My dad, who has cleverly avoided seeing a single bee on every visit to the apiary, saw much more than he bargained for when he took over hive partner duties for the next inspection. “I’ll do the smoker,” he said and he meant it. Never has a smoker been lit so professionally or kept burning so well throughout two hive inspections.

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Melissa’s colony, our best bees which Emily and I have kept for almost five years through the same line of queens, were struggling and I knew why. The workers were old and tired. I may have kept them alive with feed and insulation, but now the weather was improving the colony needed a new supply of younger workers.

That’s when John Chapple came to our rescue. He kindly said that Emily and I could have a frame of brood from one of Alan Kime’s hives being kept at the apiary. With dad puffing away, I took a frame covered in capped brood with bees just emerging and, after checking the frame didn’t hold the queen or any queen cells, transferred it to the nuc.

It seemed to do the trick. When dad and I returned for his second beekeeping lesson, the bees had emerged on the new frame and were busy filling it again even as strings of wax builders were drawing out the next frame. It was hopeful but further rain was forecast that could slow down their progress again. Melissa’s colony were still feeding on fondant because of an unwillingness to take down any syrup so far this year. Fondant would keep the colony alive while trapped inside the nuc on rainy days, but it wouldn’t help them continue to build new comb and rear new brood.

Luckily dad had brought his toolbox and drilled a second feeder hole in the crownboard, which meant I could leave the bees both syrup in a mini rapid feeder and their beloved fondant in case they refused the syrup. This seemed to be exactly what the bees had wanted. I returned a few days later to find the feeder drained of syrup for the first time this year, while the hole in the fondant had doubled. The traffic outside the nuc entrance showed that this colony was busier than it had been for some time. I refilled the feeder and left them to carry on.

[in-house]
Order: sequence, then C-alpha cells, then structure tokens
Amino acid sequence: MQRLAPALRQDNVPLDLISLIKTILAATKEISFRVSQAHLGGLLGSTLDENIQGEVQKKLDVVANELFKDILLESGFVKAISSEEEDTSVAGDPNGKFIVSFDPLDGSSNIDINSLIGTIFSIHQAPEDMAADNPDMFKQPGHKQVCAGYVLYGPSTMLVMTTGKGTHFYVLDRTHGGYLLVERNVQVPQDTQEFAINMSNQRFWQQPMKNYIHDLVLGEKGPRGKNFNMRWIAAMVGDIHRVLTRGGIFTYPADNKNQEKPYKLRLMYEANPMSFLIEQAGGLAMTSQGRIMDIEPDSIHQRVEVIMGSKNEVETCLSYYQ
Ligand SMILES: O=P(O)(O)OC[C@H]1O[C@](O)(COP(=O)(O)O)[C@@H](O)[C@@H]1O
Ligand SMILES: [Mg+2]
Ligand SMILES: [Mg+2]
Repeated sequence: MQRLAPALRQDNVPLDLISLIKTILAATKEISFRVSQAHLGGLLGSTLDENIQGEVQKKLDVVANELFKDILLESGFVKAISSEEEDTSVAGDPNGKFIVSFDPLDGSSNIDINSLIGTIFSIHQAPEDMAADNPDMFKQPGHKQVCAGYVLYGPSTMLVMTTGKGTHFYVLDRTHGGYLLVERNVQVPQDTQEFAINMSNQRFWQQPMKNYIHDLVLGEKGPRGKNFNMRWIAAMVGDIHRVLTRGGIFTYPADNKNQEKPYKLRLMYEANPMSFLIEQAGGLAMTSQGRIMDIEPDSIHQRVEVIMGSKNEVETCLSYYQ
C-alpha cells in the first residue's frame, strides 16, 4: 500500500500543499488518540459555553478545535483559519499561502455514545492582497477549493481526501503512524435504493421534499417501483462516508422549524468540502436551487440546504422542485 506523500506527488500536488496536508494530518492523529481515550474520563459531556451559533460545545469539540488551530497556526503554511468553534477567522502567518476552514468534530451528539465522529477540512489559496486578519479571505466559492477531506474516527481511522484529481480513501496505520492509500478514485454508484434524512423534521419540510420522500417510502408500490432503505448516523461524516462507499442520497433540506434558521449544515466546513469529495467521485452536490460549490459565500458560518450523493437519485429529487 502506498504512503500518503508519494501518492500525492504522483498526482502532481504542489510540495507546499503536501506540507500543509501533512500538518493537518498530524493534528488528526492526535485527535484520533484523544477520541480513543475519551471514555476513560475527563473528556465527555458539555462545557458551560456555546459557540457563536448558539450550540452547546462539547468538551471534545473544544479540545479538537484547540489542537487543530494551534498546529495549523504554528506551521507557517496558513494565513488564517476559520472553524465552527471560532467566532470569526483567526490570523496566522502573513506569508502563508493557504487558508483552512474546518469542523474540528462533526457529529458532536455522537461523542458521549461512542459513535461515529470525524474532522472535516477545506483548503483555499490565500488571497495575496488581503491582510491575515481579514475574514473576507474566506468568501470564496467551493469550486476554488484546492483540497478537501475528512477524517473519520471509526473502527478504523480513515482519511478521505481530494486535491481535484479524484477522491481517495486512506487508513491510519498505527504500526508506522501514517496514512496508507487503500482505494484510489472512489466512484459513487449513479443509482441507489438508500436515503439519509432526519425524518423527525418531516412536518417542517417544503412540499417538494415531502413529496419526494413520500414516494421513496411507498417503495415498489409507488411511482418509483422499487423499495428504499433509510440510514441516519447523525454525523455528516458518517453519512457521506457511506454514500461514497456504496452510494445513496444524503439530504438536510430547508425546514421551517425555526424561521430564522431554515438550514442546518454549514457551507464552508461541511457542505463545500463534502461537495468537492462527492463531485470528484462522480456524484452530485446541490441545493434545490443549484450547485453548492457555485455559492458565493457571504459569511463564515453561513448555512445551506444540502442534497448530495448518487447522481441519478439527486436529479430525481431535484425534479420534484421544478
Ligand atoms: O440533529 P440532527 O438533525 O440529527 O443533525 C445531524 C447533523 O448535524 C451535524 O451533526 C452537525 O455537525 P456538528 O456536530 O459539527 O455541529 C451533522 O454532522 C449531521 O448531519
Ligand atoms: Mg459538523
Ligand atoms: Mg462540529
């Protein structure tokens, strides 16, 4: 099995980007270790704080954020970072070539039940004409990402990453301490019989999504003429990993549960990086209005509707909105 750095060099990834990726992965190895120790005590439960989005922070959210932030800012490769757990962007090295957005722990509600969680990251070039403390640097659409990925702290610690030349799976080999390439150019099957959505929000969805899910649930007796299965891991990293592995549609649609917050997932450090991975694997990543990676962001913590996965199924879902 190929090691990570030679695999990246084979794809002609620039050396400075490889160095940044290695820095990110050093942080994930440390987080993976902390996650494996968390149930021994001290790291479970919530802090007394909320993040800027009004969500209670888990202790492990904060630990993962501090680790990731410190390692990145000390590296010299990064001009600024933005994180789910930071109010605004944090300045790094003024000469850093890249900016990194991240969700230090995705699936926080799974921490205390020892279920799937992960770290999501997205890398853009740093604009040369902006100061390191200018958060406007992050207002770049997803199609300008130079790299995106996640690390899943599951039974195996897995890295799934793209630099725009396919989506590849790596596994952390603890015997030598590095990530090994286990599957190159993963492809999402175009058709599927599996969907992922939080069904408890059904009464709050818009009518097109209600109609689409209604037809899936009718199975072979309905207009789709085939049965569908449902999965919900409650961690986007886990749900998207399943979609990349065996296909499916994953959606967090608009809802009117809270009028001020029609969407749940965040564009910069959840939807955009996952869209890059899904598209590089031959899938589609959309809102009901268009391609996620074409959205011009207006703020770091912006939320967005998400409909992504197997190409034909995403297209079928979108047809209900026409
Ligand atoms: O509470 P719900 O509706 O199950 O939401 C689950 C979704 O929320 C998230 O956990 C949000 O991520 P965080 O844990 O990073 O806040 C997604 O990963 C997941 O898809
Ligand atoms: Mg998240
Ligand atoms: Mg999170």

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When my mum took a turn at beekeeping duties, she was thrilled to spot the queen when I opened up the nuc. Although she seemed much more interested in beekeeper selfies…

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Last week I rushed to the apiary in a race against the summer storms. The first rumble of thunder didn’t come until a few hours after the inspections, but Peppermint’s colony was already grumpy. I spotted the queen, eggs and could see that the bees were now occupying six frames and starting to draw out the seventh. I also found a queen cell on the third frame. It was empty and I didn’t find anymore, however, I sighed because the urge to swarm before the colony was strong enough to be split could set back their progress. One step forward, two steps back. I closed up and hoped that it was supersedure the bees had in mind.

Melissa’s nuc bees had a similar story. The workers were less irritable but there was no sign of the queen and I found a single queen cell on the second frame. It wasn’t the best-looking queen cell, perhaps even an emergency cell, and in fact looked similar to the slightly squashed queen cells that Emily and I had found about two years ago when Melissa’s mother, Myrtle, had mysteriously disappeared. It was a disappointment after working so hard to help our best bees recover after winter. It seemed their fate lay in one small stunted queen cell. I closed up and left a note in the roof to make sure the colony wouldn’t be disturbed by beginners on a Saturday while the new queen emerged and mated. Fingers crossed she’ll beat the odds and successfully take over the hive just as Melissa did two years ago.